The Top Ten Mistakes Solo-preneurs Make in Business - Christine Kane

homerdohThe entrepreneurial spirit runs wild in creative types.

Whether web designer, artist, or coach – the possibility of freedom is appealing. And of course, the idea of self-generated income fills our pioneer sails.

However, many people get quickly burnt-out and disillusioned on this path. That’s because no one teaches us how to have a business AND be creative all at once. It’s a challenge and an on-going process.

I believe anyone can be (and everyone should be!) self-employed. But I teach my clients that it’s a path of self-awareness above all else. For instance, there’s a huge mindset shift from the idea of “fixed income” to “variable income.” You literally have to change how you define security!

I look back and marvel at my path from growing up with a paycheck-with-benefits mindset, moving into artist (and wanting lots of people to rescue me), and then (out of total frustration with myself!) into full-fledged entrepreneur while still keeping creativity and songwriting at the top of my priority list.

So, here, from my very own Been-There-Done-That files, are the Top 10 Mistakes Solo-preneurs Make in Business…

1 – Not scheduling Vision-Time.

If you don’t take time away from your business for visioning and thinking, it’s easy to become a reactor, not a creator.

A business is dynamic and organic. (So are you!) Shape and create your business by taking time out for planning and visioning your desires and new directions.

2 – Taking too much Vision Time.

Some people are forever analyzing and planning, afraid of doing the wrong thing or of failure. At some point, you must take action. Just know that failure is only failure if you give up!

3 – Waiting for rescue.

Book deals. Hit records. Getting on Oprah. A huge IPO.

Hey, great things can and DO happen all the time in life. However, waiting for something to “sweep you away” is a surefire path to frustration.

Having a business is an on-going relationship. It can be remarkable! But like any relationship, it requires attention and action. Hoping for rescue is a sign that you’re afraid of the potential of your own power!

4 – Living in the “Field of Dreams.”

Remember these amazing words?

“If you build it, they will come.”

Really? I can do that, and everything else will be taken care of?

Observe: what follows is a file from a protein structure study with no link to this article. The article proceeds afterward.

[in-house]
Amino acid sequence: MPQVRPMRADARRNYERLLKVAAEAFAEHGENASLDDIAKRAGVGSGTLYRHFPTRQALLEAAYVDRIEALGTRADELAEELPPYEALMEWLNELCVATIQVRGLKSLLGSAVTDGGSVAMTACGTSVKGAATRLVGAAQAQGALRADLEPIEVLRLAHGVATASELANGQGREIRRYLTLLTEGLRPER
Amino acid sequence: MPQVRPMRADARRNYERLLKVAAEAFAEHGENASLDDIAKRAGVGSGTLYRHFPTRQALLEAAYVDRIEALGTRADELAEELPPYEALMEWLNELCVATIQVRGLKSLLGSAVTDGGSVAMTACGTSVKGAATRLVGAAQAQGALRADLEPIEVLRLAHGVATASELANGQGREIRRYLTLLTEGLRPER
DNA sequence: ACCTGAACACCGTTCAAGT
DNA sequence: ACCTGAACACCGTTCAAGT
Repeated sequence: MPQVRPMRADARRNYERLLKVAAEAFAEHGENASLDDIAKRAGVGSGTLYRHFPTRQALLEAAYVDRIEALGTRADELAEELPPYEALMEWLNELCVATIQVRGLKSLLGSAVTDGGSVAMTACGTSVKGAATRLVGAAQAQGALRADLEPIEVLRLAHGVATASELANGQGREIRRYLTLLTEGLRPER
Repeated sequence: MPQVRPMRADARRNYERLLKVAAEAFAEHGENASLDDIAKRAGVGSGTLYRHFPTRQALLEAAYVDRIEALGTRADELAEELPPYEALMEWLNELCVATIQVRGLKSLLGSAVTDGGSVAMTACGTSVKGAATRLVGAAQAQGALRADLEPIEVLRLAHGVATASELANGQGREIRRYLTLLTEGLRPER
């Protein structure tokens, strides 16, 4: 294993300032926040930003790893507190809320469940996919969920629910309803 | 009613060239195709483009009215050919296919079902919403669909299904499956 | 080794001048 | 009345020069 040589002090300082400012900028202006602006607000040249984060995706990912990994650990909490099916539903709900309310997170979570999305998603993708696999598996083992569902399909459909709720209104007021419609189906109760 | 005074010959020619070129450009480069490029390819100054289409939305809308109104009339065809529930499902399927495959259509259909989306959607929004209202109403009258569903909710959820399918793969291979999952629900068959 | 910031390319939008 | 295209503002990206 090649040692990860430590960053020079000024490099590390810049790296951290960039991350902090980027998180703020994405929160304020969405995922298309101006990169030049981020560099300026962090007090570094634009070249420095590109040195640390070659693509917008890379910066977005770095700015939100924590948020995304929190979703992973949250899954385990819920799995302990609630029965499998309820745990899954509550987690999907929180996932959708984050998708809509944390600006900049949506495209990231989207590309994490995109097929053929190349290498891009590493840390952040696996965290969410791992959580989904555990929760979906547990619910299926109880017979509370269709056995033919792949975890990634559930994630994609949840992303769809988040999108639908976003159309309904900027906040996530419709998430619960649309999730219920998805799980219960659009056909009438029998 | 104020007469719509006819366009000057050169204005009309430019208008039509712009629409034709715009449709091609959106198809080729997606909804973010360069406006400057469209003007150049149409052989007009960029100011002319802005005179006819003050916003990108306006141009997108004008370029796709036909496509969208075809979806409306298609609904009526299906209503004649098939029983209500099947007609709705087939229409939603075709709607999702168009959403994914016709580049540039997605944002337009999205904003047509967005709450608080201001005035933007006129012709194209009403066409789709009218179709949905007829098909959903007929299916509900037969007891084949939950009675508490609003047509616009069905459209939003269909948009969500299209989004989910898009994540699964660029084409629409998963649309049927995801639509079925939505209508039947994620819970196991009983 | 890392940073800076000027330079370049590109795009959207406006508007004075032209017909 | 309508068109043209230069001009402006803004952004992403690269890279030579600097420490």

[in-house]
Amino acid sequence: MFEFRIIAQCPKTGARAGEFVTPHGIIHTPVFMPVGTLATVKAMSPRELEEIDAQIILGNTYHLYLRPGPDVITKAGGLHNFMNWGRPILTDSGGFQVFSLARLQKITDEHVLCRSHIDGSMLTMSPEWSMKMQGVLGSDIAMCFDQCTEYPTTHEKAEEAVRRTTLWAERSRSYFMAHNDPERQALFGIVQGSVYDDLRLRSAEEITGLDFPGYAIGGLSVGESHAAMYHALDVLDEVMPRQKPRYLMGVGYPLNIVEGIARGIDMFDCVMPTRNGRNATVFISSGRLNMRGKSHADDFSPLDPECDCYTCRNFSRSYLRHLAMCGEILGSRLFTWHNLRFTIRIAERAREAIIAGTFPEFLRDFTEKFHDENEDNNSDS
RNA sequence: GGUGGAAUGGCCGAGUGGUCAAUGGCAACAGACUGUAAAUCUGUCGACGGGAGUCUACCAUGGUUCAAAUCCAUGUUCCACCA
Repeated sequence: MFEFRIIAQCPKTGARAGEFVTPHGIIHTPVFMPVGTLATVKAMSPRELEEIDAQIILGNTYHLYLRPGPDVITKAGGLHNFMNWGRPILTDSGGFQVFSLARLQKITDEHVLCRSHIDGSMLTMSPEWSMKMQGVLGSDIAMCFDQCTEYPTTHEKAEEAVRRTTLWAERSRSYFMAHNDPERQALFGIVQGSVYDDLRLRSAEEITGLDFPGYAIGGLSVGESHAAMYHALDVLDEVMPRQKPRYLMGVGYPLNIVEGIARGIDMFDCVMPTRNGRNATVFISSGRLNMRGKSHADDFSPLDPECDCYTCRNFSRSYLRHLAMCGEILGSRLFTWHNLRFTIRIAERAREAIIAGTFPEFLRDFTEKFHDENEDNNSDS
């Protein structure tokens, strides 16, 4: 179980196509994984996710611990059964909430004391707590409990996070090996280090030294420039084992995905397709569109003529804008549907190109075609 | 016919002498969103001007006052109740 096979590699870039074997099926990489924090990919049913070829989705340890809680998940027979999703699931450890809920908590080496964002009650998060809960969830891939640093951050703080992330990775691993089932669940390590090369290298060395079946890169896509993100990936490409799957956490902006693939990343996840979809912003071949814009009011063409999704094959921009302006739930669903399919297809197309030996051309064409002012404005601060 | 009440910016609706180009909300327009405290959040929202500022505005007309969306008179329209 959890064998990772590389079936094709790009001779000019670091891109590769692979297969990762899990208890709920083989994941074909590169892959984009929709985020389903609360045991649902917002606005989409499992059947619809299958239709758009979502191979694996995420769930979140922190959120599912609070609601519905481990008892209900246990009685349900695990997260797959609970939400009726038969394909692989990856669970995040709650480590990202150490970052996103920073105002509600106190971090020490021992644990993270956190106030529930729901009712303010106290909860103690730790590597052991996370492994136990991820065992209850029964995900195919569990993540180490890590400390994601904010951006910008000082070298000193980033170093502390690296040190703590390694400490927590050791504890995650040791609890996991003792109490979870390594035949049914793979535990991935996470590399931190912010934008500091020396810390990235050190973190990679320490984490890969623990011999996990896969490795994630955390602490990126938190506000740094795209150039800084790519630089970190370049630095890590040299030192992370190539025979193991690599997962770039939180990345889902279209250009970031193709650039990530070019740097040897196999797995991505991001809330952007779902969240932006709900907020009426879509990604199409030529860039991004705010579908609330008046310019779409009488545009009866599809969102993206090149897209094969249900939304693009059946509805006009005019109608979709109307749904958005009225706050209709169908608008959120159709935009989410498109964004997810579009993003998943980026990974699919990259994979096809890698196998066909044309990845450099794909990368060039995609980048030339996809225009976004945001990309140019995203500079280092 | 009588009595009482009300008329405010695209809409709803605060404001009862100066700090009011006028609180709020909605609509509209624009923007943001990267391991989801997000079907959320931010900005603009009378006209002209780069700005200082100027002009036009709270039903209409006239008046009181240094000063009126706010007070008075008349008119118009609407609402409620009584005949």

Well, sort of. There IS truth in that famous line.

But too often, people think it means, “All I have to do is put up my sign – and the world will rush to my door.”
This can lead to disillusionment. That’s because “building it” is not a one-time thing!

Here’s another way to look at it:

“If you build it they will come. But if you build it and market it, they’ll pay you!”

5 – Making problems a problem.

Donald Trump advises something that contradicts every positive thinking tenet out there. He says to expect problems.

Yes, even if you’re a mindset junkie!

Glitches, hiccups, snafus. Hey, they happen. (Just ask anyone who has been waiting for their pre-order of my new CD to arrive!) Too often, we let problems paralyze us, and steal our time and emotions. Successful people expect “problems,” and always put their focus on finding the solution!

6 – Taking numbers personally.

Much of business is a numbers game. Sometimes the numbers are low. Sometimes they’re high!

Numbers are just numbers. They are not the Universe’s way of telling you that you should give up and get a job at The Gap!

7 – Waiting to “feel like it.”

Creative types often don’t market themselves until they “feel like it.” Which – let’s face it – is never.

Marketing works best as a system. Robert Middleton says, “Marketing is not only about being known, it’s about not being forgotten.” In other words, learn how to market so you won’t have to dread it!

(If you don’t know how or what to market, then you definitely need to be on my teleseminar on July 29th!)

8 – Reactive Business-ing.

Is this you?

Every now and then, you realize you have no clients. You panic. You go on a marketing/cold-calling binge. You fill your schedule. Then for months, you can barely breathe, let alone hire someone or continue marketing.

Sure enough, it shifts. The projects end. The clients are gone. Suddenly, your calendar is empty. The cycle begins again.

I call this Reactive Businessing. It is one of the unhealthiest habits out there.

9 – Status-before-Spotlight Thinking.

All too often, we wait to “deserve” the spotlight. We hope for enough status, letters after our names, or training before we’ll make the slightest move toward a bigger opportunity.

News Flash: No amount of letters after your name can create worthiness. Success happens when we take chances and play bigger, regardless of outside status.